Coping with Recent Tragedy

Recent Events.

The tragic mass shooting that took place in Uvalde, Texas weighs heavy on our hearts and minds. It’s difficult to find the words to describe the pain we are feeling, though the event is surely marked with incomparable grief. Many people suggest we view gun violence as a health crisis seeing that in the United States, there are more than 100 gun deaths each day and about 38,000 each year with rates continuing to rise (Mastroianni, 2022). In turn, the consequent mental health ramifications must also be attended to with great care. 

Mental health ramifications.

After such horrible events, our minds can be riddled with worry and anxiety. Many of us may experience nightmares, increased hypervigilance in certain spaces, and may even struggle with falling and staying asleep. It is important to note that if readers are experiencing these symptoms in light of recent events, it is a completely human and normal reaction to such a tragedy. In some cases, individuals may develop symptoms of post-traumatic stress disorder (PTSD). Increased risk of developing PTSD may entail direct exposure to the traumatic event, repetition of traumatic events, past trauma, pre-existing mental health problems, and the seriousness of the threat to life (CDC, 2021). Psychologically, people may experience adverse changes in mood, dissociation, flashbacks, and increased arousal (Psychology Today, 2021). If you believe you may be struggling with PTSD symptoms, it may be time to speak with a mental health professional.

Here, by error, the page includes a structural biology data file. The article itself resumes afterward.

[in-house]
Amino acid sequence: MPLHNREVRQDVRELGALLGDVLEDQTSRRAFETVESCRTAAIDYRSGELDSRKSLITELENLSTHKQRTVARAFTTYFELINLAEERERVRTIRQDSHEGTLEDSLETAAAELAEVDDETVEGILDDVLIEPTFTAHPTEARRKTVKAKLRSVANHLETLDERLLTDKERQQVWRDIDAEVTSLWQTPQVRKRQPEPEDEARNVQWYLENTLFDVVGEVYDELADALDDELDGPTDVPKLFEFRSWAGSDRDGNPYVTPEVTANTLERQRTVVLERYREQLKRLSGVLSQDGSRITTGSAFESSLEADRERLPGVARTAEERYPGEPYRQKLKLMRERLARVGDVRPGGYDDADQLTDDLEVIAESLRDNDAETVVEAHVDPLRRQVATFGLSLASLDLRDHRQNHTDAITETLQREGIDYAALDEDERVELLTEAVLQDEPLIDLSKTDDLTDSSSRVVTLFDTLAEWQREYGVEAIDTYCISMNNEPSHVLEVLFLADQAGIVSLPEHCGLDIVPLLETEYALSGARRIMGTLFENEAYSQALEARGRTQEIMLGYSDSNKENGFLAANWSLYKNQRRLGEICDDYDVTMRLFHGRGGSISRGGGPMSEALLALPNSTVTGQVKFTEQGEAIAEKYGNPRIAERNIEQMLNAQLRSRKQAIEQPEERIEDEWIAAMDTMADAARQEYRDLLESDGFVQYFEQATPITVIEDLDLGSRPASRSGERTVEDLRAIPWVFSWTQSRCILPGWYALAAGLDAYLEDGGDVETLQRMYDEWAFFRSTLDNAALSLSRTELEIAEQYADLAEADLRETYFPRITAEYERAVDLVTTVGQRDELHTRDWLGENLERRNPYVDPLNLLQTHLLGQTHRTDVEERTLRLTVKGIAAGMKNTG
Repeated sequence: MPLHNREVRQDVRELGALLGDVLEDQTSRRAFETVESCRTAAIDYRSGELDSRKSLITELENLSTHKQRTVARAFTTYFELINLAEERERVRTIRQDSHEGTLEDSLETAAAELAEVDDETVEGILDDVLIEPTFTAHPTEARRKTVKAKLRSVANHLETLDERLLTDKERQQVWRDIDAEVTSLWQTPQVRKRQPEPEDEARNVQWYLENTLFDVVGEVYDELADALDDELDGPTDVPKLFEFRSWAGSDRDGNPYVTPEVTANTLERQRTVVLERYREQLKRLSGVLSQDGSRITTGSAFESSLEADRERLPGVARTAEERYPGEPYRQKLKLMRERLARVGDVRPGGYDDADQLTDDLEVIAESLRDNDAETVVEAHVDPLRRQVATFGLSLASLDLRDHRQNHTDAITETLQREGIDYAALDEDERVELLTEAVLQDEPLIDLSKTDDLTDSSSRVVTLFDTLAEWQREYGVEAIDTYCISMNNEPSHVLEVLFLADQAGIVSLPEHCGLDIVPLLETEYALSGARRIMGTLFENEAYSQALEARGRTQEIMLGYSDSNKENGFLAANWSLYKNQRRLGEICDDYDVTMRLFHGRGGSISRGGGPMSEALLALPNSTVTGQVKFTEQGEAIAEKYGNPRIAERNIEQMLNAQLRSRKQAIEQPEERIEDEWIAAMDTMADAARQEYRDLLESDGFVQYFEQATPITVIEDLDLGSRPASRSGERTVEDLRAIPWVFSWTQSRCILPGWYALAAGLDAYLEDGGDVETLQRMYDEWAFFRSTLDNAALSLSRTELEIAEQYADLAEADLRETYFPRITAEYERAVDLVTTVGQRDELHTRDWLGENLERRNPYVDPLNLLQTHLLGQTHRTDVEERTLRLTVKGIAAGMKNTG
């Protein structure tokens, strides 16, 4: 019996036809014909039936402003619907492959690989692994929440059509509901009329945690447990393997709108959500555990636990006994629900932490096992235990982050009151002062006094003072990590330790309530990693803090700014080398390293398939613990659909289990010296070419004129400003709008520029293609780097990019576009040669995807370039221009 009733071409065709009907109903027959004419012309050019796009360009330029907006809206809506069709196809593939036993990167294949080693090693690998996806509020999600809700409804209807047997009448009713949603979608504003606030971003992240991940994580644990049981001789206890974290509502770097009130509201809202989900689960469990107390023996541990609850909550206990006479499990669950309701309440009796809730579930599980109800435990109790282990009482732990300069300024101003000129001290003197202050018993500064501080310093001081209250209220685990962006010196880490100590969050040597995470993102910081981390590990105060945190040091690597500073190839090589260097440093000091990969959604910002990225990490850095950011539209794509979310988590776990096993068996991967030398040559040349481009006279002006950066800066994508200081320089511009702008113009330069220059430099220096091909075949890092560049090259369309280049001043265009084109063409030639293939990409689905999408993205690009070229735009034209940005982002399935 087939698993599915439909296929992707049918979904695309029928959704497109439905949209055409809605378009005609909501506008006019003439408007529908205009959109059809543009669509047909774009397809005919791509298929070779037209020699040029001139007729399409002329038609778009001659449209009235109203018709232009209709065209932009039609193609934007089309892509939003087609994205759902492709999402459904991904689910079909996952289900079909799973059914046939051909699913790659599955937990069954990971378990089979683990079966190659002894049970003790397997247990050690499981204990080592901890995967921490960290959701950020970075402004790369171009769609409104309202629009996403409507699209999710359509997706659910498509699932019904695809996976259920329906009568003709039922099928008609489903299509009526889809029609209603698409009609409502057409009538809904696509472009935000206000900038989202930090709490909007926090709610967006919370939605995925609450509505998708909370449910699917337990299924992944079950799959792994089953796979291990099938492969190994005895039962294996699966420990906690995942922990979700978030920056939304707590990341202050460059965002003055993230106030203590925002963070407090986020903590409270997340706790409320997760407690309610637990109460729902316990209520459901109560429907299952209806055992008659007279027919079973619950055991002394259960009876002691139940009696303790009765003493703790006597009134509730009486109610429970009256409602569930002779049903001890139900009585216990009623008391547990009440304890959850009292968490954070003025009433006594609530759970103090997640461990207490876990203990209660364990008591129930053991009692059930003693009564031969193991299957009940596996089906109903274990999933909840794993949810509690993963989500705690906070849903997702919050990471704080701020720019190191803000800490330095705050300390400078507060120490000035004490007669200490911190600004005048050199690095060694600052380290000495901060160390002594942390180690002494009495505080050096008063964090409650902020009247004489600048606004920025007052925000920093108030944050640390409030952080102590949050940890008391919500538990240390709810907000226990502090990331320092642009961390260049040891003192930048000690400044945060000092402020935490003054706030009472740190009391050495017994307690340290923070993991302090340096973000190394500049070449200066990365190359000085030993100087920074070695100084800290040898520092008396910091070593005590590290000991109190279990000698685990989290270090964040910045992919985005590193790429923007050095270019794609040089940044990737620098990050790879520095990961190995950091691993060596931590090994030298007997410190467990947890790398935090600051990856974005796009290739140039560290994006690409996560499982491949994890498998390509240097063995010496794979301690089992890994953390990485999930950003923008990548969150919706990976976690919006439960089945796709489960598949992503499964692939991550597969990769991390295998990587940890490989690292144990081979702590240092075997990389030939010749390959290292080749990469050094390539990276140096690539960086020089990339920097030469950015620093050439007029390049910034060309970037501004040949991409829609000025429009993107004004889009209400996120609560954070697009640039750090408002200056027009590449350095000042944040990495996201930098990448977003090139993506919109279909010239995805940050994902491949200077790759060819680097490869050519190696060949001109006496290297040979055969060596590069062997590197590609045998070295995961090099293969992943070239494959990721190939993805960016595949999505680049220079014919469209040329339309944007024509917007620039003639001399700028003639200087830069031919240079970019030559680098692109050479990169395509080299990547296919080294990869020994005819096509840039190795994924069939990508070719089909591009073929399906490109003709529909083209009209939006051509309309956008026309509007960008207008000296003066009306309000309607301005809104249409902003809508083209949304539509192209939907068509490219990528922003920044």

Take good care of yourself.

In the wake of such heavy events, it becomes increasingly important to care for ourselves with sensitivity and tenderness. Below are some suggestions for doing just that:

Limiting news exposure can help create a safe distance from constant reminders of the tragic event. Oftentimes, content on social media can be graphic and traumatizing in nature which can cause great distress. Media exposure to mass violence can have a negative impact on mental health. Sometimes we need space to process our experience in a way that does not involve constant reminders of said event. Limiting news exposure doesn’t mean we have to completely block out current events, it just means that we do so in a way that is not retraumatizing.

Staying connected with our support network is crucial to our mental health and wellbeing. Our social support networks can consist of family, friends, romantic partners, pets, community ties, and coworkers. Spending time with trusted loved ones can help us feel safe and heal from painful experiences. Social support can help people better recover from stressful experiences and events. Further, if we feel unsafe going out alone in public spaces (as is completely valid to feel after recent mass shootings), we may feel slightly safer going out in a group. 

Engaging in self-care is another way we can be attentive to our needs in the wake of deeply distressing events. Self-care can look different for everyone but some forms of self-care involve getting adequate sleep, exercising, It is important to distinguish that self-care doesn’t involve behavior that could potentially cause harm to us such as the use of drugs and alcohol; if readers find that they are using substances as a coping mechanism for psychological pain, it is strongly suggested that they seek the help of an addiction psychiatrist.

Seek help from a mental health professional if you find that your mental state is posing as a barrier for you; if your mental health is causing you great distress or interfering with important areas of your life, a helpful next step may be to see a psychiatrist or a therapist. Trauma-informed clinicians can help us process painful emotions, feelings, and events while also providing us with resources and tools to help us thrive.



Centers for Disease Control and Prevention. (2021). Preventing adverse childhood experiences |violence prevention|injury Center|CDC. Centers for Disease Control and Prevention. Retrieved January 27, 2022, from 

Mastroianni, B. (2022). Texas School Shooting: Yes, gun violence is a health crisis. Healthline. Retrieved June 1, 2022, from

Psychology Today. (2021). How trauma affects the body | psychology today. Retrieved January 27, 2022, from